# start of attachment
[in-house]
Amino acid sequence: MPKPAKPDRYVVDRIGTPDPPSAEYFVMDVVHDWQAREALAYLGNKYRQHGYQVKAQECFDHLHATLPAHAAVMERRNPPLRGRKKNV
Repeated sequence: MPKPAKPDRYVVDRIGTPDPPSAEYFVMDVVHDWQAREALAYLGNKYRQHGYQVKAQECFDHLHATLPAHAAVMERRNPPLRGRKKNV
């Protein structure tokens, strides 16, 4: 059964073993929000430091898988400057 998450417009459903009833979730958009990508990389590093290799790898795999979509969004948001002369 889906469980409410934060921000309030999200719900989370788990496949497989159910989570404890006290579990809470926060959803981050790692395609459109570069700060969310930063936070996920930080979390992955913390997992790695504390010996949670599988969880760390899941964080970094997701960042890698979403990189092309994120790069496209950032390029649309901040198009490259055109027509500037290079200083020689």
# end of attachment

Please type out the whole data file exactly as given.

[in-house]
Amino acid sequence: MPKPAKPDRYVVDRIGTPDPPSAEYFVMDVVHDWQAREALAYLGNKYRQHGYQVKAQECFDHLHATLPAHAAVMERRNPPLRGRKKNV
Repeated sequence: MPKPAKPDRYVVDRIGTPDPPSAEYFVMDVVHDWQAREALAYLGNKYRQHGYQVKAQECFDHLHATLPAHAAVMERRNPPLRGRKKNV
């Protein structure tokens, strides 16, 4: 059964073993929000430091898988400057 998450417009459903009833979730958009990508990389590093290799790898795999979509969004948001002369 889906469980409410934060921000309030999200719900989370788990496949497989159910989570404890006290579990809470926060959803981050790692395609459109570069700060969310930063936070996920930080979390992955913390997992790695504390010996949670599988969880760390899941964080970094997701960042890698979403990189092309994120790069496209950032390029649309901040198009490259055109027509500037290079200083020689």